HC Deb 24 March 1823 vol 8 cc661-3

The report of the committee on the Beer Duties acts being brought up,

Mr. H. Sumner

expressed his doubt that abuses might be practised under the provisions of the bill. A brewer making the new description of beer might keep a house in which persons could drink it; and thus, in fact, maintain a public house without holding a licence.

The Chancellor of the Exchequer

said, that no man keeping a public-house would be allowed to brew the new beer on his premise. There was a clause, providing that a bublican who wished to brew within a certain distance of the house which he used as a public-house.

Mr. Alderman Wood

said, that the bill professed to give the poor man a cheap beverage, while it subjected him to a charge from which the rich man, brewed his own beer, was exempt. He thought it hardship, that the publican, who paid high rent, was obliged to take out a licence, and was subjected to other burthens, should be prevented from selling the new sort of beer.

Mr. Alderman Thompson

approved of the measure, as he thought it would enable the poorer classes to get malt liquor cheaper than they could at present. This reconciled him to the bill; though he did not deny, that it might slightly affect the public brewers and publicans.

Mr. Alderman Smith

thought it was desirable to get the public houses out of the hands of the brewers.

Mr. Benett,

of Wilts, though he approved of the principle of the bill, thought it would be difficult to carry its details into effect. He preferred a malt to a beer tax; though his own personal interest would be affected by the former. He should be glad to find that the sale of beer was legalized, like that of all other commodities. This would promote the comfort of the labouring classes; who would thus be enconraged to send for their beer, and consume it with their families, instead of wasting their time, their money, and their health, in public-houses.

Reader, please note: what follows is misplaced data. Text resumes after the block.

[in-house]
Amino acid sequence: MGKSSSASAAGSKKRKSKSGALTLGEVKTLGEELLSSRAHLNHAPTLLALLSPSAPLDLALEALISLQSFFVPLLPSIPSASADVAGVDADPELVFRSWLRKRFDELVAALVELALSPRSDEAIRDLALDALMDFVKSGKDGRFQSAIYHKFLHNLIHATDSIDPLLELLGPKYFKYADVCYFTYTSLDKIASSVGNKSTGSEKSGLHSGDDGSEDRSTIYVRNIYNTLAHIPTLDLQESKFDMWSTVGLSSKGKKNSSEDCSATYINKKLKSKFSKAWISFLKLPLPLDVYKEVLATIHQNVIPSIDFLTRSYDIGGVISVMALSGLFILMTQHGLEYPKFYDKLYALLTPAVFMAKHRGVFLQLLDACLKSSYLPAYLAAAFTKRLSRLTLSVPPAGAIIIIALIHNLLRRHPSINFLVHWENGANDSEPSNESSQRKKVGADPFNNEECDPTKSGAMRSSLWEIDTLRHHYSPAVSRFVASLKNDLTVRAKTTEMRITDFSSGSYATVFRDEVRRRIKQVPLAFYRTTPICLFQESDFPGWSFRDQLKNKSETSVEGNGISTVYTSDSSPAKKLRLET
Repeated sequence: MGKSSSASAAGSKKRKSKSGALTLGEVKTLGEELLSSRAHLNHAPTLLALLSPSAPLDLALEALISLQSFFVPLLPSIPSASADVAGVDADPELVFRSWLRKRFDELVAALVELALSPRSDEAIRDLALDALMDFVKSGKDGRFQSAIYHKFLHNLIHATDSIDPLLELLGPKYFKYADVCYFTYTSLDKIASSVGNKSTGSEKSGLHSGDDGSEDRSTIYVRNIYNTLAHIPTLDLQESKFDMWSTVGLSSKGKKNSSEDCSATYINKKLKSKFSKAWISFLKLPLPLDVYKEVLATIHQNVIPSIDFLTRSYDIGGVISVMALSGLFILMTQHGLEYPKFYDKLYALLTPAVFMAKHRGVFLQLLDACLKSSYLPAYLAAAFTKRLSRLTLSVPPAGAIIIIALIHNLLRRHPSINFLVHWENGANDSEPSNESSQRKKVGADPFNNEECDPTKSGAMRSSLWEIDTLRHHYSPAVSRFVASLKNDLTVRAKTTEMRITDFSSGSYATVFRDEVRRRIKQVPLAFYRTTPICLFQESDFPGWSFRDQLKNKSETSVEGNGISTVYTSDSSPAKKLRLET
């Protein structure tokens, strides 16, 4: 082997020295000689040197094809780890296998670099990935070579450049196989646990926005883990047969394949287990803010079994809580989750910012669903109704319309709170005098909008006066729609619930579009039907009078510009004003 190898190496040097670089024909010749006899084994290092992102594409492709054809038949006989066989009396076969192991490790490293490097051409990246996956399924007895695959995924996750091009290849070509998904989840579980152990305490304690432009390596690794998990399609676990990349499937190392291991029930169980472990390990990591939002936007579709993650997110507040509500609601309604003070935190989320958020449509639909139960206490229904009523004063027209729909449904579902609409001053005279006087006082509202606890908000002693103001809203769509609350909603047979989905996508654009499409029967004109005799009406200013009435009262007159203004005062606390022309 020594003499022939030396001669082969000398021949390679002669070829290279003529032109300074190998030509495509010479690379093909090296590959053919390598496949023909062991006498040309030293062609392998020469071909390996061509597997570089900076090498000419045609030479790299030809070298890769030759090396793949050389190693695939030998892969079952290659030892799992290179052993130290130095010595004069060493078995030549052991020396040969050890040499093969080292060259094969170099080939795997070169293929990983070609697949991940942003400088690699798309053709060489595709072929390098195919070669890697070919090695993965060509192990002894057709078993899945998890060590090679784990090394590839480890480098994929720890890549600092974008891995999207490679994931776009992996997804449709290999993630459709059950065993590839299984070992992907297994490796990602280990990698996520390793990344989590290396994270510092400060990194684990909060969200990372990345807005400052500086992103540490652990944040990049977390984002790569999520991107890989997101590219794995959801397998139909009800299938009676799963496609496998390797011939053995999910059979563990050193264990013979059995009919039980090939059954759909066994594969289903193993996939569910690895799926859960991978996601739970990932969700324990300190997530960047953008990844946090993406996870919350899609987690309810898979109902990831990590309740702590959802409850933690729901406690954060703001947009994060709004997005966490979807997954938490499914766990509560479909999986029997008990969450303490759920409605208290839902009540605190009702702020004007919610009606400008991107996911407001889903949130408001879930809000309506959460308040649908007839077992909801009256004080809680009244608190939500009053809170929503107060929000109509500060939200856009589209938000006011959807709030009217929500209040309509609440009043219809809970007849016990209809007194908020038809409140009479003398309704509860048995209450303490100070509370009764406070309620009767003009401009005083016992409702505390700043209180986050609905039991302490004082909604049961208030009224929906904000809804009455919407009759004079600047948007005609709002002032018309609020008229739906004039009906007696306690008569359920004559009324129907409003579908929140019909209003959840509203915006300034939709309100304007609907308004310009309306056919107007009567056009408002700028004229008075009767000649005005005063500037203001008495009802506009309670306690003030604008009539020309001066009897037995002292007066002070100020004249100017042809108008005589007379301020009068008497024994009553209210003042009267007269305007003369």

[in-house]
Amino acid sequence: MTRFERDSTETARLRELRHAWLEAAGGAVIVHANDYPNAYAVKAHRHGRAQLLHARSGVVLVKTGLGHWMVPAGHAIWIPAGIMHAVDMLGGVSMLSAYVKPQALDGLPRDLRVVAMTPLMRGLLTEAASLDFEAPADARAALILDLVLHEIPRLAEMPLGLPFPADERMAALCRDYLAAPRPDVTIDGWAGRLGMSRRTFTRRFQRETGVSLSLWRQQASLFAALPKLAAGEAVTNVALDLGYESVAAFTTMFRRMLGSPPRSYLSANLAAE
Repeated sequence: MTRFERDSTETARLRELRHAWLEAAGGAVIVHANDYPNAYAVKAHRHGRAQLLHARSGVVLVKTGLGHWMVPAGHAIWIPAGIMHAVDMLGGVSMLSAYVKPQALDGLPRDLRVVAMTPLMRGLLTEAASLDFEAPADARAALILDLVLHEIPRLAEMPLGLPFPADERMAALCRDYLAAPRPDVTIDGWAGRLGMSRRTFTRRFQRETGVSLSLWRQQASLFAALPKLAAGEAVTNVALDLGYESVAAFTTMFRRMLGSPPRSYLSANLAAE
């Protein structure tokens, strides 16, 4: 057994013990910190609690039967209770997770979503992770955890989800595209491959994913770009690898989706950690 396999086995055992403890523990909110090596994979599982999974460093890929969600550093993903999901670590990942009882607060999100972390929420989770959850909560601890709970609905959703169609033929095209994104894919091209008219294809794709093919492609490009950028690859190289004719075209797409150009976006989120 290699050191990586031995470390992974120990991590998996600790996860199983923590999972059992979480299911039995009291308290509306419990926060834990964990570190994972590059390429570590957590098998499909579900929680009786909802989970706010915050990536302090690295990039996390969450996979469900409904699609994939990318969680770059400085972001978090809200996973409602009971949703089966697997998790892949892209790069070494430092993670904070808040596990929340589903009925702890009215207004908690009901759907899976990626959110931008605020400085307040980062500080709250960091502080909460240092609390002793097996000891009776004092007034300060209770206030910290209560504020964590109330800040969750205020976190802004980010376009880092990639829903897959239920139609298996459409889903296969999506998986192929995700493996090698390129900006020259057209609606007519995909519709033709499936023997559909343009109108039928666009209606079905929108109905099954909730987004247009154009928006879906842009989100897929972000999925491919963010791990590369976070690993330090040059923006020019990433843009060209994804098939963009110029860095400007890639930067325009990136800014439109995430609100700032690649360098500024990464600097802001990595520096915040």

The Chancellor of the Exchequer

said, he did not bring forward this measure as one free from objections; but, as the principle of the bill seemed to be gene rally admitted, he hoped a fair trial would be given to it.

Mr. Grattan

wished the plan to be extended to Ireland, where a good beer, sold at a reasonable price, might, in some measure, supersede the use of spirits.

The Chancellor of the Exchequer

observed, that there was no beer duty in Ireland.

Mr. Grattan

said, he looked to the effect of having beer sold, without the necessity of a public-house licence.

The Chancellor of the Exchequer

thought the sale of beer, without a licence, in Ireland, was a matter worthy of consideration.

Mr. W. Williams

thought the provisions of the bill could be better carried into effect by an ad valorem duty on beer, than by the mode now proposed.

Mr. F. Lewis

thought it would be perfectly practicable to impose a duty, ad valorem, on beer. The late chancellor of the exchequer had had in contempla- tion such a tax. He himself (Mr. F. L.) was convinced, that such a tax could be very accurately adjusted. The monopoly of beer had arisen, in a great measure, out of the uniformity in the quality of beer, necessitated by the present inartificial system of duties, which was as old as the time of Charles 2nd. By means of the saccharometer, the quality of, beer could he accurately ascertained, and the duties apportioned accordingly.

Mr. F. Buxton

objected to the measure, on the ground, that it imposed an unfair duty on the brewers, whose capitals were already embarked in the trade, while a lower rate of duty was imposed on the new race of brewers, which the bill was calculated to encourage.

The resolutions were agreed to.